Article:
Let’s face it: “Made in China” has a bad connotation. Seeing that label on anything can instantly downgrade your perception of the item. For many years, there was some truth to this; however, in 2015, it is simply no longer a generalization which can be made.
China has moved mountains when it comes to technology upgrades over the past 20–30 years and has undergone what some consider a modern-day industrial revolution. It used to be focused on labor-intensive, low-technology goods, almost solely a result of an inferior cost of labor compared to more modernized countries. While this strategy may have fueled the revolution, it didn’t stop there. Instead, China kept going by adding technology, building modern, specialized factories and training their workforce to rival that of other world powers. In fact, the reason that part of the bad connotation may still be around is that the revolution happened so quickly; in fact, China industrialized 10 times quicker than Britain. To a point, it is hard to wrap your mind around how such a shift can happen over such a short period.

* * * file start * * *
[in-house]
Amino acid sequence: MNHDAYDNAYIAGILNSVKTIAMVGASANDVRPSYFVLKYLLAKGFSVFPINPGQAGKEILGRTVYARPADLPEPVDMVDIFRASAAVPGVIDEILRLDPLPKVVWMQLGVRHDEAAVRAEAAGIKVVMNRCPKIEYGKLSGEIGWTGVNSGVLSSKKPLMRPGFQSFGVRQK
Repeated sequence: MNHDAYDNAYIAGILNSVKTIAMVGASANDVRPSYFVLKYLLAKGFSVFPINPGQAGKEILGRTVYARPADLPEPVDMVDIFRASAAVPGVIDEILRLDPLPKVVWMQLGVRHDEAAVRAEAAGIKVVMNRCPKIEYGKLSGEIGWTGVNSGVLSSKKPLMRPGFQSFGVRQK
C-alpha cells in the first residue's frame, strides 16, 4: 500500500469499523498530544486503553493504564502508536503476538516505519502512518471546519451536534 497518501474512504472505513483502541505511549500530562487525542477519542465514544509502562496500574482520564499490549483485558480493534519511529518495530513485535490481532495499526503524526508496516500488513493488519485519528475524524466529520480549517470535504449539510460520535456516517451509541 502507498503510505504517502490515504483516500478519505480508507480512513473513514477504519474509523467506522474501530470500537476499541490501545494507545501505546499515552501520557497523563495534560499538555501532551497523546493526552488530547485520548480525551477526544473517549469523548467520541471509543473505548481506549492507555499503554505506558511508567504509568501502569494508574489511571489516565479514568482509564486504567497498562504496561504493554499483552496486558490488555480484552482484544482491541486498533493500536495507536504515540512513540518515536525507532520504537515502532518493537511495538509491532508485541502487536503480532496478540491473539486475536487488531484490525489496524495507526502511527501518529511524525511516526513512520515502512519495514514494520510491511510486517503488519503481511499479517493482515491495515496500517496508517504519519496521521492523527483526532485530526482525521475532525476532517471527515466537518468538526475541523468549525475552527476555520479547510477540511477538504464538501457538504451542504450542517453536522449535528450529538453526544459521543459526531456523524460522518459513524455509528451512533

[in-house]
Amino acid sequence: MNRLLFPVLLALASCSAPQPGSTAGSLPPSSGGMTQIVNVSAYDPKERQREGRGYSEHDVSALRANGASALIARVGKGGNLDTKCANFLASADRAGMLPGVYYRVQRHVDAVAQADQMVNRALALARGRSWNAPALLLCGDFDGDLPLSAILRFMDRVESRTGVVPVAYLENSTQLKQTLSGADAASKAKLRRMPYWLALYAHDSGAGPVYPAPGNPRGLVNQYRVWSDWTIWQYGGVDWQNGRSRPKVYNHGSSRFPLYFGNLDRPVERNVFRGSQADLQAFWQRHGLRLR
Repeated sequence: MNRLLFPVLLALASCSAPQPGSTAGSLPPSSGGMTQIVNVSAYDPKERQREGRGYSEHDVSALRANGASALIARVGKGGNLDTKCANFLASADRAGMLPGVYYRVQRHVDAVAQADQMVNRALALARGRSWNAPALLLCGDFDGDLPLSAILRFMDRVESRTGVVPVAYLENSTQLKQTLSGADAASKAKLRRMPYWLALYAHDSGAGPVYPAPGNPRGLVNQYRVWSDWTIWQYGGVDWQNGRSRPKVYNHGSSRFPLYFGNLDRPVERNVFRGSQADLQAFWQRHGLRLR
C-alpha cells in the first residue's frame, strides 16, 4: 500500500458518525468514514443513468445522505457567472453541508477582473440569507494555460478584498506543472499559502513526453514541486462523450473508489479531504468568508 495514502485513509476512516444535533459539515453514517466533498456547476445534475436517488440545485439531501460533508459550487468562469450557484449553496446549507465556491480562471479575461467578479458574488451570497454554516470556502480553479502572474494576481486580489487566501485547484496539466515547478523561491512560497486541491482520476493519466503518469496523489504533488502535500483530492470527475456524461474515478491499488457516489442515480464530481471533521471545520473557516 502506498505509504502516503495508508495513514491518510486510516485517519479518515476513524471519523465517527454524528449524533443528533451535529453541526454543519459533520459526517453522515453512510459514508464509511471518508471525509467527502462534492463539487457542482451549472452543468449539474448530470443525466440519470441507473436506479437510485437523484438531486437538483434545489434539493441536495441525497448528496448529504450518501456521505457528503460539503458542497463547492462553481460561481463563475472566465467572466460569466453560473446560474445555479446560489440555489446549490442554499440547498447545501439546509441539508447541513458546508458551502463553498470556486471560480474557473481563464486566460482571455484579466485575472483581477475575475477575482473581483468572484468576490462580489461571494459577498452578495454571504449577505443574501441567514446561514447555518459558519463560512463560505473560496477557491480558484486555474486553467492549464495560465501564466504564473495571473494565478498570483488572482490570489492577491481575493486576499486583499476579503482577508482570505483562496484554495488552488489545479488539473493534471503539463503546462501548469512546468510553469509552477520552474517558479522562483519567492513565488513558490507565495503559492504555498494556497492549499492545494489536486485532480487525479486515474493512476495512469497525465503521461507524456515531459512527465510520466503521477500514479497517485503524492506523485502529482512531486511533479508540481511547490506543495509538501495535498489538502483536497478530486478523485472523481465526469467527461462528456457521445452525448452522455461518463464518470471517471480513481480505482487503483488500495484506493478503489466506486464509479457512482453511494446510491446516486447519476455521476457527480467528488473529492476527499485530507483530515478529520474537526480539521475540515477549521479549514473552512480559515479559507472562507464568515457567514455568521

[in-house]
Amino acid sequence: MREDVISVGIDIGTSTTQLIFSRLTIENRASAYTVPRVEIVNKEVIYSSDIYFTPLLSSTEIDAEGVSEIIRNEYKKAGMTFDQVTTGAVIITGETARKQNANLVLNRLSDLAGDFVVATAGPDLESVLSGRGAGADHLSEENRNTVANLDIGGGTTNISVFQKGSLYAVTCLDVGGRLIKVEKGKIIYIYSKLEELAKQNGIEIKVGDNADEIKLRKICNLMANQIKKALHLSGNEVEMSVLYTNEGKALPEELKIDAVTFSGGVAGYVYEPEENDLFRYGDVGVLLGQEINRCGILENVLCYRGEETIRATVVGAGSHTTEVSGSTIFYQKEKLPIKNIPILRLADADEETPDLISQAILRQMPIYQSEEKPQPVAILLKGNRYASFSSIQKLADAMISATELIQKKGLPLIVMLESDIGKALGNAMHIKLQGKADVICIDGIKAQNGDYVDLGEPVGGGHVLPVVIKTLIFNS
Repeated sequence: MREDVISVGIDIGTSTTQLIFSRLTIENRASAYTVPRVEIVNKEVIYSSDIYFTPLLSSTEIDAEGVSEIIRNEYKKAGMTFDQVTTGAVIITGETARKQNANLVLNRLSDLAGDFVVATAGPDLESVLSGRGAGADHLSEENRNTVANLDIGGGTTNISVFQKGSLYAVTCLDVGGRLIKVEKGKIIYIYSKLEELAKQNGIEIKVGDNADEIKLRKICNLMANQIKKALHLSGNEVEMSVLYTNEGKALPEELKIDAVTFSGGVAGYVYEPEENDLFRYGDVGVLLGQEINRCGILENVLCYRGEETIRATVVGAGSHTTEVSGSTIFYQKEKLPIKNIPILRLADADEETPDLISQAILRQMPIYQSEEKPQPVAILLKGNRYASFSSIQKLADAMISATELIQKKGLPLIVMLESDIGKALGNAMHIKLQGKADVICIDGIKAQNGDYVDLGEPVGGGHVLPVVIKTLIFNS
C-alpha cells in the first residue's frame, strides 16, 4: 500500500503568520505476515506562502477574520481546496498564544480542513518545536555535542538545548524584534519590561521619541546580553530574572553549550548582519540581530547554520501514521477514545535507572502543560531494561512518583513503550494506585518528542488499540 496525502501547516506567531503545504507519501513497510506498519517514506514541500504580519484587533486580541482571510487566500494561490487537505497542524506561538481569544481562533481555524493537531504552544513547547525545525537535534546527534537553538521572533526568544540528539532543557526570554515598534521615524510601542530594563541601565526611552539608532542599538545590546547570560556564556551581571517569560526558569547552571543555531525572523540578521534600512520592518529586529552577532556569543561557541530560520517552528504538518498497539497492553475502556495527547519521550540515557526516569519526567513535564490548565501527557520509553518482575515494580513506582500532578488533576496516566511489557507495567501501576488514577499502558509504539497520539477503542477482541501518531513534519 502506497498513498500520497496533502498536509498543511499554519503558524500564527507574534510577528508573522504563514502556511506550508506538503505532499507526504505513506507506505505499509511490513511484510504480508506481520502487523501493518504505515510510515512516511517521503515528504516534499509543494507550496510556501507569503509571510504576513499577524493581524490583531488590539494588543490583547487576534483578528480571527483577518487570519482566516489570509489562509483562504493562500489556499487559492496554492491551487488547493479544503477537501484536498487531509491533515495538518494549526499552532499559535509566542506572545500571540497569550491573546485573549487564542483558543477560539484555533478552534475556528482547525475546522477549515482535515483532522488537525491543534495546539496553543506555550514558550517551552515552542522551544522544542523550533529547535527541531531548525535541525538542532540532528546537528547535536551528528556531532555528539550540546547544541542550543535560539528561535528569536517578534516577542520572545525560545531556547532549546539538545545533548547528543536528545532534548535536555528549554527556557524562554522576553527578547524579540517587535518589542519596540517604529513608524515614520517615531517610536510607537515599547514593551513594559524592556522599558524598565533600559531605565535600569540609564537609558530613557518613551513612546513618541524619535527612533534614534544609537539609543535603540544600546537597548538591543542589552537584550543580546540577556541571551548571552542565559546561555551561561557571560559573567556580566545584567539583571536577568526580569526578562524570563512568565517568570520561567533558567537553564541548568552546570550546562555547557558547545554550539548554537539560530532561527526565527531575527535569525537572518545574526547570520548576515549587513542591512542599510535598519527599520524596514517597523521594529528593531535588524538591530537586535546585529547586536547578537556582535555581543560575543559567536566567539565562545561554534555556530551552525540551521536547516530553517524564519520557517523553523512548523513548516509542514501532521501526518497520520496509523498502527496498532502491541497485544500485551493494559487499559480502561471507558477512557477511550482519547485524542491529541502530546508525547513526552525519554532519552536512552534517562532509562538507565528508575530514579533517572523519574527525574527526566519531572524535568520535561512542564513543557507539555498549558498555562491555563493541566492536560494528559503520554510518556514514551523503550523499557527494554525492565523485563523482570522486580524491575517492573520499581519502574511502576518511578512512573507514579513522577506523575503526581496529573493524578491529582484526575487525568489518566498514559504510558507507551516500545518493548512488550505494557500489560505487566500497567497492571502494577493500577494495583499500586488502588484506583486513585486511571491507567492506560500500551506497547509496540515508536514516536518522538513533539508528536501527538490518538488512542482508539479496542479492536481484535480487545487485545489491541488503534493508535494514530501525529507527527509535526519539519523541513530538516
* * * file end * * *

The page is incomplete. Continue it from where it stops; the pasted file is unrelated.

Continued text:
Many industries have taken notice, automotive and electronics in particular, and have begun moving more and more high-tech components to China. In fact, today 1 in 4 passenger cars (or 24%) are made in China securing their spot as the world’s leading manufacturer of cars.
All of this is great information, but what does it mean to the buyer looking at whether or not to outsource to China? Consider this: As late as the nineteenth century, manufacturing in Germany was considered “risky” while they underwent their own fast-paced industrial revolution. Now, Germany is recognized as the epitome of quality, ranking first in Automotive for country of origin recognition.
With the right help, outsourcing to China can help you to accomplish your cost-saving goals without sacrificing the quality of your components.